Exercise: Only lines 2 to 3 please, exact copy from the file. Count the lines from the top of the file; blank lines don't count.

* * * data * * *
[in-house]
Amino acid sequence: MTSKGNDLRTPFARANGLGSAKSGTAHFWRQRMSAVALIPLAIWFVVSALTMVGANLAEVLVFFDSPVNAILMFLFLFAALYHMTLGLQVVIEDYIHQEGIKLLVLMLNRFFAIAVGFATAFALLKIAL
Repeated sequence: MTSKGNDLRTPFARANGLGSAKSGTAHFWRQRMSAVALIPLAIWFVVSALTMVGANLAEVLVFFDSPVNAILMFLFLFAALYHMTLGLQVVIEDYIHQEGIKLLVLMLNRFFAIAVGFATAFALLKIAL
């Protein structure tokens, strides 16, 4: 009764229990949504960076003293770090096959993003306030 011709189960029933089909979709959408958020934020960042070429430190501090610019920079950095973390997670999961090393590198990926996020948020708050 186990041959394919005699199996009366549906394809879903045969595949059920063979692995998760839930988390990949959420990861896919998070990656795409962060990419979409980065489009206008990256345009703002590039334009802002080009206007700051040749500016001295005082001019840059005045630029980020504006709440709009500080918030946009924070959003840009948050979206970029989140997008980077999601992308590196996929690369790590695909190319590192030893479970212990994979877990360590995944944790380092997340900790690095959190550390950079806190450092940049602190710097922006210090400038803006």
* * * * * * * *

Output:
Amino acid sequence: MTSKGNDLRTPFARANGLGSAKSGTAHFWRQRMSAVALIPLAIWFVVSALTMVGANLAEVLVFFDSPVNAILMFLFLFAALYHMTLGLQVVIEDYIHQEGIKLLVLMLNRFFAIAVGFATAFALLKIAL
Repeated sequence: MTSKGNDLRTPFARANGLGSAKSGTAHFWRQRMSAVALIPLAIWFVVSALTMVGANLAEVLVFFDSPVNAILMFLFLFAALYHMTLGLQVVIEDYIHQEGIKLLVLMLNRFFAIAVGFATAFALLKIAL